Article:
The Crucible 3.8 Tone Paragraph Prewriting - PowerPoint PPT Presentation

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The Crucible 3.8 Tone Paragraph Prewriting

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The Crucible 3.8 Tone Paragraph Prewriting
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The Crucible 3.8 Tone Paragraph Prewriting

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  1. The Crucible 3.8 Tone Paragraph Prewriting • Choose one quote/passage from Acts I, II or III of The Crucible. This should be a quote that you can easily analyze tone in at least THREE ways.

  2. The Crucible 3.8 Tone Paragraph Prewriting • Example from Bellringer:

  3. The Crucible 3.8 Tone Paragraph • Format of a 3.8 Paragraph: 1. TS (topic sentence) 2. SS (support sentence) 3. EX (explanation) 4. SS (support sentence) 5. EX (explanation) 6. SS (support sentence) 7. EX (explanation) 8. CS (concluding sentence)

  4. The Crucible 3.8 Tone Paragraph • Format of a 3.8 Tone Paragraph: 1. TS: Tone and Quote 2. SS: First example from quote that supports tone 3. EX: Explain why that example supports that tone 4. SS: Second example from quote that supports tone 5. EX: Explain why that example supports that tone 6. SS: Third example from quote that supports tone 7. EX: Explain why that example supports that tone 8. CS: Overall significance of that tone word (tie it back to the context of the quote)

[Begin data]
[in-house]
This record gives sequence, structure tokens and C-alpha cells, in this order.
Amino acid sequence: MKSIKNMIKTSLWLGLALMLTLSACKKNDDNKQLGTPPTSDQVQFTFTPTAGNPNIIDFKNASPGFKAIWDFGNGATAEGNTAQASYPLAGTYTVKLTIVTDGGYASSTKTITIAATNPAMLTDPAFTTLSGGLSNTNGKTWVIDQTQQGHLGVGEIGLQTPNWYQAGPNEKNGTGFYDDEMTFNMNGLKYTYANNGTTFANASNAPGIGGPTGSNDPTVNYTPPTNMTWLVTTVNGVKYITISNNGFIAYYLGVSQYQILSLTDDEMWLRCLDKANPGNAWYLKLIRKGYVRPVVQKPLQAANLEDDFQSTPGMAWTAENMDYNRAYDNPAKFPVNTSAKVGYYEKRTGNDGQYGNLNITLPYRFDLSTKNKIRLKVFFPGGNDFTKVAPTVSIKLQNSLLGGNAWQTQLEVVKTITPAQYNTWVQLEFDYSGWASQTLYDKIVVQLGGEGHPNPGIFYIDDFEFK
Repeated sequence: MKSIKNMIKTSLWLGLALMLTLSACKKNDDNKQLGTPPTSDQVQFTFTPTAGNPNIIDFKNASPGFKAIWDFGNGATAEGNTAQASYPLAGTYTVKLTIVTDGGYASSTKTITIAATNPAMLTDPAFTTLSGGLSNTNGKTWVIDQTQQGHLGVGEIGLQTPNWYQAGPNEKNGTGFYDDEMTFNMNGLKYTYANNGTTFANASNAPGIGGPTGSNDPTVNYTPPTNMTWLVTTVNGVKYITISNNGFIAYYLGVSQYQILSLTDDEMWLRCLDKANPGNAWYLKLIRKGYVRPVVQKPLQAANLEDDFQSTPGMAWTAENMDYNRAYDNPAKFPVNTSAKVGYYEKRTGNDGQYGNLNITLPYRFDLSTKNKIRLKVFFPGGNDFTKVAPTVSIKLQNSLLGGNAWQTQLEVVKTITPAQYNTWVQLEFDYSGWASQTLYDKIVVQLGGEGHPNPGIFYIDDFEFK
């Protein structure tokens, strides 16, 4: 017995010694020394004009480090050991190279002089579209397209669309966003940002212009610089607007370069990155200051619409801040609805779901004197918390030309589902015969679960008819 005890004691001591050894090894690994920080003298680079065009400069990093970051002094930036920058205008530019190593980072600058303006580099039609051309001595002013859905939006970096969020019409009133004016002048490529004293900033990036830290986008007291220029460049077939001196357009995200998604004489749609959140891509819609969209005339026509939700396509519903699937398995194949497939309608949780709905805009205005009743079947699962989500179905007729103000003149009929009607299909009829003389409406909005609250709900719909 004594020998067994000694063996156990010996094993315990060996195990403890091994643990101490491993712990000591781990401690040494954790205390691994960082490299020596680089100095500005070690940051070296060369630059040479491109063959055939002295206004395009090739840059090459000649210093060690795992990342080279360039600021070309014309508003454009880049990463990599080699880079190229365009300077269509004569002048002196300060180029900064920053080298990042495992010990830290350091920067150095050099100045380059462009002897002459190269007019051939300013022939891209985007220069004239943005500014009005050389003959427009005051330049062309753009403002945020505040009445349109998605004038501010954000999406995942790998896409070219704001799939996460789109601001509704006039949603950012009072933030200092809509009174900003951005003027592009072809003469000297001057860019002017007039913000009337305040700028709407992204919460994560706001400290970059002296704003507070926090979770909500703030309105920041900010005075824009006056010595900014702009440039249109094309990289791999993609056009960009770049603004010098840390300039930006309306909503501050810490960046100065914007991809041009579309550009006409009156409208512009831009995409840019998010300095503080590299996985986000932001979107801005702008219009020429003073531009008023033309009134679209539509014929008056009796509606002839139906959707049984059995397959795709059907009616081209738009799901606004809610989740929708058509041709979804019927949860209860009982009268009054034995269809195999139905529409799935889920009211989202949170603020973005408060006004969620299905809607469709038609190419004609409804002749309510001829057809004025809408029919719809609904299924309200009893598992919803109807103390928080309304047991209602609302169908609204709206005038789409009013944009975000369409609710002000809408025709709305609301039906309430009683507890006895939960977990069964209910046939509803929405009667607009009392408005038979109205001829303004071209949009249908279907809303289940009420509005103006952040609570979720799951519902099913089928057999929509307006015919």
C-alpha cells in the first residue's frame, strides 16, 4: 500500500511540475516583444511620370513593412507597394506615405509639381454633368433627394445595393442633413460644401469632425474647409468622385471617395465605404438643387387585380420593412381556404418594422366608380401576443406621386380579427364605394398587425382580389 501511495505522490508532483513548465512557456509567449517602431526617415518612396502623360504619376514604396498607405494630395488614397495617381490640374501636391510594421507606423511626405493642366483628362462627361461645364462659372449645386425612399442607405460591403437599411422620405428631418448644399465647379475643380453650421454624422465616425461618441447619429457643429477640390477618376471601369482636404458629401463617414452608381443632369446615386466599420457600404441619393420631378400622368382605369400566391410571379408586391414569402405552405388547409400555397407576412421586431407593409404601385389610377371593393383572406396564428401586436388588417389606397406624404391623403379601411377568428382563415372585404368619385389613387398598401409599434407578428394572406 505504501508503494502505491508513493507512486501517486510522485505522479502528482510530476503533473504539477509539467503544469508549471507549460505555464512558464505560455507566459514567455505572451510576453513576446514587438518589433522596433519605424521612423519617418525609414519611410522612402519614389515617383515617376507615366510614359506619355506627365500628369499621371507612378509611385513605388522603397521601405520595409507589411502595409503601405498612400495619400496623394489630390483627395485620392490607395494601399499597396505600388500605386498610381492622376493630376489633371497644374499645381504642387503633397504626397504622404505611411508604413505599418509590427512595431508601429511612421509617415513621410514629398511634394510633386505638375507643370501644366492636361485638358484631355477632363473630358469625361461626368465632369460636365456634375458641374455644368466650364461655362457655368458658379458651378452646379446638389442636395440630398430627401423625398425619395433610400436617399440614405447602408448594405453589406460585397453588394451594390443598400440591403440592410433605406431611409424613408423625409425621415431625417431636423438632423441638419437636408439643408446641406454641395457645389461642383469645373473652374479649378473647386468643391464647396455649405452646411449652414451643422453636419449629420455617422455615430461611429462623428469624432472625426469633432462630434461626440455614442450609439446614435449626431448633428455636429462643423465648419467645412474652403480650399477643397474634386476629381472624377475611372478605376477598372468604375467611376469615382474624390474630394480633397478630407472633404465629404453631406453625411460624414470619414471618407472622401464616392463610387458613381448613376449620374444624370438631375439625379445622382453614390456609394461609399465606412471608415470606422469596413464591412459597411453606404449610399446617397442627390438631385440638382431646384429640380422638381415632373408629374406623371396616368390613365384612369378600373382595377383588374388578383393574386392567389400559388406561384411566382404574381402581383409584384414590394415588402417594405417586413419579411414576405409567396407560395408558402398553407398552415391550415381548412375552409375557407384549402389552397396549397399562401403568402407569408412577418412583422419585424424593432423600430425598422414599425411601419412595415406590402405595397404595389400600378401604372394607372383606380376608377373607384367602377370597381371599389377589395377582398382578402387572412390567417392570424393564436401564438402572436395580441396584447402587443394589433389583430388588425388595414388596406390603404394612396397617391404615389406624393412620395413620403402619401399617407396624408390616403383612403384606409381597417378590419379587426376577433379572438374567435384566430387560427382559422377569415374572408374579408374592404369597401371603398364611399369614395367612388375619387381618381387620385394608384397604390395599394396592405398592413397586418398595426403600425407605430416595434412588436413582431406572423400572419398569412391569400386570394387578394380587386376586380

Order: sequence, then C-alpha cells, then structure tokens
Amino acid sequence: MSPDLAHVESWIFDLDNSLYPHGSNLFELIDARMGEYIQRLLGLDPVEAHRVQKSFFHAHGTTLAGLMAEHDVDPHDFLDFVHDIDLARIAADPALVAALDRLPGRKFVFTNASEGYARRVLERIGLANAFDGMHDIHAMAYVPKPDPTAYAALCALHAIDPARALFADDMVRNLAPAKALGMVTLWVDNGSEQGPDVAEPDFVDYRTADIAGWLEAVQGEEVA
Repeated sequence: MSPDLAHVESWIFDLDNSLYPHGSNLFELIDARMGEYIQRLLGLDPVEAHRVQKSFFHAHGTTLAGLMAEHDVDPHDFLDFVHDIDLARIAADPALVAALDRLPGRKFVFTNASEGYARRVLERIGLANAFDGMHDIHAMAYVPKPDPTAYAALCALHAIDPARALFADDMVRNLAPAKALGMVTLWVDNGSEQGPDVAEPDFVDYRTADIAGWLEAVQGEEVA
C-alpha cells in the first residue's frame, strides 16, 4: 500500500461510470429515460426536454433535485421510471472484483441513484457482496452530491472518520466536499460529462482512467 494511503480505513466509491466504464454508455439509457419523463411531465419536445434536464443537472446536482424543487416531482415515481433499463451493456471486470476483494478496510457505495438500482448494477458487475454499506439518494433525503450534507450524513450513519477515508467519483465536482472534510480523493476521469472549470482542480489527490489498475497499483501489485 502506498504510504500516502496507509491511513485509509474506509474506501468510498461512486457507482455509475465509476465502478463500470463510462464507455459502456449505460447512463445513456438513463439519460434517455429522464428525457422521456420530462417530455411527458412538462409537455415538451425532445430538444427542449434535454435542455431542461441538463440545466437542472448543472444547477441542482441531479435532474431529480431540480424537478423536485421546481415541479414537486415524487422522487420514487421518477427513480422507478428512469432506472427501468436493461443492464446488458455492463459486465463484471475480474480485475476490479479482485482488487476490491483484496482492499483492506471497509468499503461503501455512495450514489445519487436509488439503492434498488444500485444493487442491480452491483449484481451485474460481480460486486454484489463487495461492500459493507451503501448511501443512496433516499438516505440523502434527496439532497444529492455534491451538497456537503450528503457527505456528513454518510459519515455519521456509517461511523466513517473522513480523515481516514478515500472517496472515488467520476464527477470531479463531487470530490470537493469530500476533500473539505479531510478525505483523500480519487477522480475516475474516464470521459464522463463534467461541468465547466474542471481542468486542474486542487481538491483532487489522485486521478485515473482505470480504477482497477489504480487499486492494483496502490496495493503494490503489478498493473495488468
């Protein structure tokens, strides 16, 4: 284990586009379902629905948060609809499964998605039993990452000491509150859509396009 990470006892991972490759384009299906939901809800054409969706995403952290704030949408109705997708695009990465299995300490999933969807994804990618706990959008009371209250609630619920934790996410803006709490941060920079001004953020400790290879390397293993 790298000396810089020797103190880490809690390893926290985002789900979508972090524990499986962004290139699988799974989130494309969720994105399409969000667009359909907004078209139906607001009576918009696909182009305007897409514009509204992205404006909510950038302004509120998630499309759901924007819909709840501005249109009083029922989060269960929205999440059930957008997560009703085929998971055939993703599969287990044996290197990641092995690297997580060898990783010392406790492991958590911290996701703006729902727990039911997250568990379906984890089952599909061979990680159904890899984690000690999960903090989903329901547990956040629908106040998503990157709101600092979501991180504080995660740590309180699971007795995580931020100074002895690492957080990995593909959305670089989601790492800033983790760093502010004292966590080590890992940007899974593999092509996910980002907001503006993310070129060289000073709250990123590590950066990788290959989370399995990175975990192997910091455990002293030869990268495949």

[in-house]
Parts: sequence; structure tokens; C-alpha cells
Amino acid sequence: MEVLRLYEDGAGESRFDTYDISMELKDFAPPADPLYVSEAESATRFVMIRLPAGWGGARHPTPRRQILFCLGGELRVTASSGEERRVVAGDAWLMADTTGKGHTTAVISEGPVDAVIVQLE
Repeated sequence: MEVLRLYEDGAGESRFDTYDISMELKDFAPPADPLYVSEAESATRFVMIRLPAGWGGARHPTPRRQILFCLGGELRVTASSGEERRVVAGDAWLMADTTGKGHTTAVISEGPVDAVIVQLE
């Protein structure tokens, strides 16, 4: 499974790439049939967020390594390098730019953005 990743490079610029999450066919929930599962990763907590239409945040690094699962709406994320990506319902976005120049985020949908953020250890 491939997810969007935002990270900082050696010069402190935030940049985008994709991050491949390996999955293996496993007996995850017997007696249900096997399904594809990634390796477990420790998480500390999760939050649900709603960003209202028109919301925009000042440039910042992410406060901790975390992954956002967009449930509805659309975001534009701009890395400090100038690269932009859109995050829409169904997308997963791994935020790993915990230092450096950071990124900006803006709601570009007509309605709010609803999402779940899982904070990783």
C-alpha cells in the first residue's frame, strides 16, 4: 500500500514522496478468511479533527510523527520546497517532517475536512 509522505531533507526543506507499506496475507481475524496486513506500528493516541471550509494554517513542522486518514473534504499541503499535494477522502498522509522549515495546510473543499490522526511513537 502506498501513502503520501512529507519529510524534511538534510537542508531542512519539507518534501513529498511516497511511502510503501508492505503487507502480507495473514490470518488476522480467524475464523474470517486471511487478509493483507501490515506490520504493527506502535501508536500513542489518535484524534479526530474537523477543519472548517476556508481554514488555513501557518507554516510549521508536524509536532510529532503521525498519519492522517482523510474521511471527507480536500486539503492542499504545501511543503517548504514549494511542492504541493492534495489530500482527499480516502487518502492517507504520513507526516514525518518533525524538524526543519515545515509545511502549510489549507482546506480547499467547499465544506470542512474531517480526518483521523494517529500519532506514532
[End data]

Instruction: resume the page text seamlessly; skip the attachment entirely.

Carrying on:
5. Example Tone Paragraph • Quote: “I say—I say—God is dead!” (226) • Tone: Enraged • Example paragraph: (TS) The tone of John Proctor’s statement, “I say—I say—God is dead!” (226) could be described as enraged. (SS) One indication of this tone is through the use of the exclamation point. (EX) This punctuation mark is used when a statement should be said in a powerful manner and Proctor exclaims this statement because he is angry. (SS) Another indication of this tone is the repetition of the words “I say.” (EX) This repetition indicates a loss of words because he is frustrated due to the fact the judges refuse to believe the truth, choosing instead believe the lies of the girls, and this frustration intensifies the enraged tone. (SS) A final way this quote emphasizes an enraged tone is the usage of the short, terse words. (EX) When one is enraged one does not typically think through his words, and these short words demonstrate his initial reaction to the situation. (CS) The enraged tone best fits this phrase because it emphasizes Proctor’s anger at the judges for not believing the truth of the situation.